Rolls-Royce ends production of best-selling Dawn convertible
The convertible and hardtop versions have bowed out, as the company looks towards EV future
Rolls-Royce has announced that production of its best-selling open-top model in its history, the Dawn convertible, has officially ended.
Designed as the successor to the Phantom Drophead Coupé, and aimed at attracting younger buyers, Rolls Royce says up to 80 percent of the car’s body panels were unique, since it was keen to avoid simply making a Wraith with the roof chopped off.
The Dawn made its debut at the 2015 Frankfurt Motor Show. At launch, it was equipped with a twin-turbo 6.6-liter V12 engine, which delivered 563 horsepower and 575 pound-feet of torque.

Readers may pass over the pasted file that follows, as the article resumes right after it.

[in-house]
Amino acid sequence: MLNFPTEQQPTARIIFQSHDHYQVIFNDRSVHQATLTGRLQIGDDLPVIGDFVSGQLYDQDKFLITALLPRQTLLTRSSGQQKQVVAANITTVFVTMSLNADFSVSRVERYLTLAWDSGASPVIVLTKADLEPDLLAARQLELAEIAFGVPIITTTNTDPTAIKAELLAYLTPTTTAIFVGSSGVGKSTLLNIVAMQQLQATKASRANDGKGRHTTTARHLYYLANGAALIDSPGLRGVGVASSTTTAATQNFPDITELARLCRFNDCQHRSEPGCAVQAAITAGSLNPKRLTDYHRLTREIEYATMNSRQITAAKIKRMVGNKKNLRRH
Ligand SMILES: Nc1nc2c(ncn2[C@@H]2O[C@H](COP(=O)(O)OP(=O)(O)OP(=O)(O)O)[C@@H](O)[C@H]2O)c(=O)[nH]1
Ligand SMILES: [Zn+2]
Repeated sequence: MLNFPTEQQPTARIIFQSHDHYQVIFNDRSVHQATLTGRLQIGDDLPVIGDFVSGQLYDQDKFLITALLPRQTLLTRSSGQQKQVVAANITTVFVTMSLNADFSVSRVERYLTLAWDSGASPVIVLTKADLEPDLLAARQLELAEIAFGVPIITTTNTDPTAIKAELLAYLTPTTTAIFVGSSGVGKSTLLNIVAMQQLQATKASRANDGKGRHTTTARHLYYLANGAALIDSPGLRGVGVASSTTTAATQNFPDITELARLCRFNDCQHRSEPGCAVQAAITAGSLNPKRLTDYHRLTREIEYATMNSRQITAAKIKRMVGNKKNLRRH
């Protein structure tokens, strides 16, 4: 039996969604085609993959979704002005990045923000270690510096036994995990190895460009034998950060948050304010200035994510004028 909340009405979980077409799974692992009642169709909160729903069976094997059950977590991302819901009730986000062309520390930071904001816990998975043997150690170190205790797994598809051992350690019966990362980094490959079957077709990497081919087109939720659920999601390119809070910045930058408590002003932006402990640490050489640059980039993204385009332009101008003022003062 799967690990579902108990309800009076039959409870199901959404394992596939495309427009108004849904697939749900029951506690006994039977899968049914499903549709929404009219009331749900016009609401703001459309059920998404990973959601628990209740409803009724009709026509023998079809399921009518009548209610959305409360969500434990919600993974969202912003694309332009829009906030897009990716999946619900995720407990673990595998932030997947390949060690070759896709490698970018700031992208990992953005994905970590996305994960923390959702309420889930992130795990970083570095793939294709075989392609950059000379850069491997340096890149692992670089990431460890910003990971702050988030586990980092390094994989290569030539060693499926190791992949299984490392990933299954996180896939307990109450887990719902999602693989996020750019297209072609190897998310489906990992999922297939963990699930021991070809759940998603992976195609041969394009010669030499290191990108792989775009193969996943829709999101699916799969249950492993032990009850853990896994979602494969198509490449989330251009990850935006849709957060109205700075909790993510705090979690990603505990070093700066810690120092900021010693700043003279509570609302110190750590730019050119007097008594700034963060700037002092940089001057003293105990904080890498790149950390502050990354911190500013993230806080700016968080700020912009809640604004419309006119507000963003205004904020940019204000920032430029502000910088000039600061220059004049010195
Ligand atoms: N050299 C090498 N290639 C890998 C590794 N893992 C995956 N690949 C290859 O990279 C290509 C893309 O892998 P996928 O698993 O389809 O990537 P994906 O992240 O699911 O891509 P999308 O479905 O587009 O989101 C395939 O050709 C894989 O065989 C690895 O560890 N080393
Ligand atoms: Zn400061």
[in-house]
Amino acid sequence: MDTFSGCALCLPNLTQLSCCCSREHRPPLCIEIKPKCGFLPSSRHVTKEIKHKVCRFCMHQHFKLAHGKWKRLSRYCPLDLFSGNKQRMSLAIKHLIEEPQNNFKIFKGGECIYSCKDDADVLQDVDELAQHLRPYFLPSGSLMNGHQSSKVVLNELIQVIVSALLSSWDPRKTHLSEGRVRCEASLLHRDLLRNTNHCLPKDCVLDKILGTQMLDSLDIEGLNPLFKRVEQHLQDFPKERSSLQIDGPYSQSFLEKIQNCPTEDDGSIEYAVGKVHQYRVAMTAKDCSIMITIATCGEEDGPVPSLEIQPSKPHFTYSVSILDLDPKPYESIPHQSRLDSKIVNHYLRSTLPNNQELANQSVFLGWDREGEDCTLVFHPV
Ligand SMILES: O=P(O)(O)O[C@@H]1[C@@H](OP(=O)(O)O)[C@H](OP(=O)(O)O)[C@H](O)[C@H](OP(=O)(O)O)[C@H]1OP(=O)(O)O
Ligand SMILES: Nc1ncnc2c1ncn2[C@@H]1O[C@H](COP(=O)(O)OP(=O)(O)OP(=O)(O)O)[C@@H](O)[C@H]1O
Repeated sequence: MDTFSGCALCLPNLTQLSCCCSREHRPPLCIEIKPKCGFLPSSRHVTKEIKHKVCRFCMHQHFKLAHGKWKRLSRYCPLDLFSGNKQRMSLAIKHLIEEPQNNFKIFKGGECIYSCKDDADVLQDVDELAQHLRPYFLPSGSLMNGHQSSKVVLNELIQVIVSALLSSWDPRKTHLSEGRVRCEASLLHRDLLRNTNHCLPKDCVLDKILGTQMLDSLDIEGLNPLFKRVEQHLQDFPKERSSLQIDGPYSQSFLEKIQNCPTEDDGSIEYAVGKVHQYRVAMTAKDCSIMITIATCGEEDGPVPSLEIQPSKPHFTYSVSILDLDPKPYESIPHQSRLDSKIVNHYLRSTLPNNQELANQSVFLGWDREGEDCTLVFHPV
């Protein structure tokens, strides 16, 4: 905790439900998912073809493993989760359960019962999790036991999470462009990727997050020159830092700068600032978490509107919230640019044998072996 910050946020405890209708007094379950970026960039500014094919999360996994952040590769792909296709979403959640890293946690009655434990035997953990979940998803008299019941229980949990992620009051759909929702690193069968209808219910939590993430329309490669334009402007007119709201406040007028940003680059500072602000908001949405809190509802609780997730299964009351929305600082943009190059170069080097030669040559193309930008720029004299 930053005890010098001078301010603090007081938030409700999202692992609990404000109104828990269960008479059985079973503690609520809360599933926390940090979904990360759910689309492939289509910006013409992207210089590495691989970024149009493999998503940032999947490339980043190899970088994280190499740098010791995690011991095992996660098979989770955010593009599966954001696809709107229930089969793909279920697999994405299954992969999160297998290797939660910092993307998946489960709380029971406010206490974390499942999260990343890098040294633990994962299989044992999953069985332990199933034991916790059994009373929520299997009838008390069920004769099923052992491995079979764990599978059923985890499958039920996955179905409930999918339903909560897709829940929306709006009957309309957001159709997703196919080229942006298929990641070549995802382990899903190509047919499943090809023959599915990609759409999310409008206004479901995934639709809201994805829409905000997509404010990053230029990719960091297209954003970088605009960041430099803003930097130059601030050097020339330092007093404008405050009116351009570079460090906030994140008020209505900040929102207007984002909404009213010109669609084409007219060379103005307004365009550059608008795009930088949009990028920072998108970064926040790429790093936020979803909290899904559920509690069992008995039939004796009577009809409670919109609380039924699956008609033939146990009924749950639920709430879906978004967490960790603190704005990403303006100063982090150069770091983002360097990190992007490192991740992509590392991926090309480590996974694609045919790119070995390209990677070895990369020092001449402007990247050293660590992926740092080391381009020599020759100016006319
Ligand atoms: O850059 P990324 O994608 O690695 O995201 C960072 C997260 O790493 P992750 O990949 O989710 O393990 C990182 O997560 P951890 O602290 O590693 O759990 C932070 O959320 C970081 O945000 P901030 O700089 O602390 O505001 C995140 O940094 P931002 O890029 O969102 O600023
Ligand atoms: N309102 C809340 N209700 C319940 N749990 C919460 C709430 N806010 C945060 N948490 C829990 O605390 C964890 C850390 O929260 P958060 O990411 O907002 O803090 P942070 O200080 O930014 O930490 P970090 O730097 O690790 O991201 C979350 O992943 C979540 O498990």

This was enough to launch the convertible from 0- 62 mph in just 4.9 seconds, before reaching its top speed of 155 mph.
The roof took roughly 20 seconds to fold, and it could be operated at speeds of up to 31 mph.
Rolls-Royce later introduced the Black Badge version, which boosted the V12's output to 593 hp and 620 lb-ft of torque.
As Rolls-Royce now commits to an all-electric future, it is likely its next-generation convertible will be pure, battery powered.
This could be as a soft-top version of Roll's Royce's first all-electric model, the Spectre, which is due to launch towards the end of 2023.